Finding a way through the demoralising frustration of playing bad golf

Liam Kelly

Design by Ed Moynihan

The Golfer’s Mind…..after about five holes of playing rubbish….. again! Lost in a fog of confusion, frustration, self-criticism. Desperately seeking a way of swinging the club that can actually hit the ball in the required direction. At the very least, let it be findable.

Very important this because every lost ball is like a dagger in the heart, especially when they’re brand new and are gone forever with one banana slice or pull hook into the boondocks. And if you ask this golfer if he or she is OK, you might get the answer: “I’m fine.”

Yeah, sure you’re “Fine”. F****d up, Insecure, Neurotic, and Erratic – that’s how “Fine” you are, and there’s still 13 holes left to play.


On the sixth tee, the decision is made. Give it up. Completely. No more of this torture.

“How quickly can I get out of here and on to eBay to sell everything I own that even vaguely relates to golf?”

It takes a hole or two or even four or five later and the tension is gone out of the body. And that’s when ‘The Shot’ happens. The drive or fairway wood or iron shot that pings off the middle of the clubface just about perfectly. You know what happens next. The gloom lifts, maybe not totally, but the outlook is definitely brighter.  Something has changed and it’s for the better.

From that tiny instant of re-connection with the ‘real’ golfer that is within all of us, there’s a fair chance of ending the round in a better mood and with a renewed hope for the future. eBay? Forget it. Sure why would you give up this great game?

Ah, lads. How often have I been and still am, that golfer.

The game, however, has not yet brought me to the point of destroying a golf club, as I witnessed years ago when a frustrated playing partner swung his driver in anger having dumped yet another ball O.B. He was convulsed with rage in that moment and the head of the driver hammered into an iron sticking out of his golf bag. Farewell to a couple of hundred quid as the head of the driver flew off the shaft. Not a pretty sight. I also, so far, have not got so mad over a round of golf that I ended one with a ripped-up golf shirt.

Of course, it’s possible Rory McIlroy got into a cage fight with a sabre-toothed tiger in the scorer’s hut at the recent DP World Tour Championship, but more likely he did some self-inflicted damage to his shirt. If that’s what the game can do to professionals, maybe we bottom-feeding hackers at the lowest end of the golfing food chain should cut ourselves some slack.

The common denominator among golfers at any level is that we are all human, and this game can drive us nuts – if we let it. Hence the growth in golf psychology. And what a growth. Type in the words “articles on golf psychology” to a search engine and within 0.63 seconds 12,600,000 results are on offer.

Quite amazing. There was a time 30 or 40 years ago, when a club golfer would be nervous about admitting to having a lesson from a golf pro, in case he or she would be accused of ‘taking the game too seriously’ by their regular playing partners.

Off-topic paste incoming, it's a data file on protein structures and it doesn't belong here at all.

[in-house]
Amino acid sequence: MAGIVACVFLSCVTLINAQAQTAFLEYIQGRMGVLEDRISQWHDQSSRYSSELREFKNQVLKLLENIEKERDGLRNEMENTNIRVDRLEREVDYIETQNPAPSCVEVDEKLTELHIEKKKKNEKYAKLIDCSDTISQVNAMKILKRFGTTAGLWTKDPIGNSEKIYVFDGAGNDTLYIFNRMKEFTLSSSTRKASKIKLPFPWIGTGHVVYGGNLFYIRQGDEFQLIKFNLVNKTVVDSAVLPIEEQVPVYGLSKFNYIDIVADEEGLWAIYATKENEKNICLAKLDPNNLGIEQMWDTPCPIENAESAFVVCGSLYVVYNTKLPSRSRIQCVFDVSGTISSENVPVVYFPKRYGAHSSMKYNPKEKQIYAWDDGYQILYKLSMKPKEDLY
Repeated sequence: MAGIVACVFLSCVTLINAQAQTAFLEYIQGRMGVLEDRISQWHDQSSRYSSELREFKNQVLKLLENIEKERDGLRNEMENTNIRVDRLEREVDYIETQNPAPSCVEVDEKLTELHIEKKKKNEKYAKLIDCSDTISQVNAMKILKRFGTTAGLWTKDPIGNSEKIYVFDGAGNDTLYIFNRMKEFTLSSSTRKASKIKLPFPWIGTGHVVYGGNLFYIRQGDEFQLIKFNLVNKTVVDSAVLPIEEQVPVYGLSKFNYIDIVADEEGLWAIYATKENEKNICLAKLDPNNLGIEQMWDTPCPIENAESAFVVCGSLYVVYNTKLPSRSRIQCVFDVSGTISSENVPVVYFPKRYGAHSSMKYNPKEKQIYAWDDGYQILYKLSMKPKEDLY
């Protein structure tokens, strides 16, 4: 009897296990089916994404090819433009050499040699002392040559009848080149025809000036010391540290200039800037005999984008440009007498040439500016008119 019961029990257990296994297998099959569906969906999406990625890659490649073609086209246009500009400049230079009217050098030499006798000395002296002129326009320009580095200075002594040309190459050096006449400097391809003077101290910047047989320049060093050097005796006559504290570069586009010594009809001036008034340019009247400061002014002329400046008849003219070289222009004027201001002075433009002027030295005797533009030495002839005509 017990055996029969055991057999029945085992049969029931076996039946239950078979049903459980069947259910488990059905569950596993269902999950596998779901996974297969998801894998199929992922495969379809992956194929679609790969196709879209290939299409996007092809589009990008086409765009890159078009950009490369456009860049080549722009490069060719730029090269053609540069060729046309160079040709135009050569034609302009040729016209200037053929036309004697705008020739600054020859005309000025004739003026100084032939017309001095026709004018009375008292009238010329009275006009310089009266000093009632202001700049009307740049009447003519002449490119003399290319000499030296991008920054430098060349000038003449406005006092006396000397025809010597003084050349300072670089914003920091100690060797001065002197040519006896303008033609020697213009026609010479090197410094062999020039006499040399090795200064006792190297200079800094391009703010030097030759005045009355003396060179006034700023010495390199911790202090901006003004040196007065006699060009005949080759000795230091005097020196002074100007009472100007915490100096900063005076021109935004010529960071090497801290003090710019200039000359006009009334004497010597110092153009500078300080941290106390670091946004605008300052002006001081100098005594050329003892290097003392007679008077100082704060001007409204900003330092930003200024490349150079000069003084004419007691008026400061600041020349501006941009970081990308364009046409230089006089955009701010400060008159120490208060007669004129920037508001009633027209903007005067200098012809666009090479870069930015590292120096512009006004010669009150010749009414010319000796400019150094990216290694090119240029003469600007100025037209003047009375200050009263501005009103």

Golf psychology? Forget it. Professionals, never mind amateurs, by and large shunned the notion that the mind game was important.
And then came Dr Bob Rotella, who could be hailed as a breakthrough guru for the mind game. Before he co-wrote his best-selling series of books with journalist and author Bob Cullen, Rotella ran a sports psychology course at the University of Virginia, working mainly with their basketball team.

In the late Seventies, as described by author Brett Cyrgalis in his fascinating book “Golf’s Holy War – the battle for the soul of a game in an age of science” a pivotal event took place that prised open the door for Rotella. He had been invited to speak to the advisory board of a leading golf magazine and this was a formidable group: Sam Snead, Dr Cary Middlecoff, Paul Runyan, Bob Toski, Jim Flick, Davis Love, and Peter Kostis. It was a daunting task and prior to the event, Rotella was warned about Snead.

“Sam is seventy something years old, very old school. He’ll probably rip you to shreds. Don’t take it personally.”

The Doc spoke for about 90 minutes and at the end Snead stood up. What would he say? And then came the verdict:
“Boy, I’d hate to think how many US Opens I would’ve won if I had you to talk to when I was coming up.”

Cyrgalis wrote: “Everyone cracked up, and Snead’s verdict was the turning point of Rotella’s career. If Snead had derided the idea of mental coaches, as so many were expecting, the rest of the room would probably have followed suit.

“From there, sports psychology in golf would likely have been delayed for years, if not indefinitely. The stigma of weakness attached to needing a psychologist of any sort would have stuck around a little longer, and the careers – and lives – of so many ultra- talented golfers would have gone unfulfilled.”

Snead never did win a US Open, and told Rotella and the group how he messed up in 1937 at Oakland Hills, losing what he later considered was his best chance to win the title.

That was a lifelong regret for Snead but his endorsement of Rotella all those years ago helped pave the way for Dr Bob to have a role in the Major title wins of Pádraig Harrington and Darren Clarke. And for that, we should tip our cap to ‘Slammin’ Sam’.

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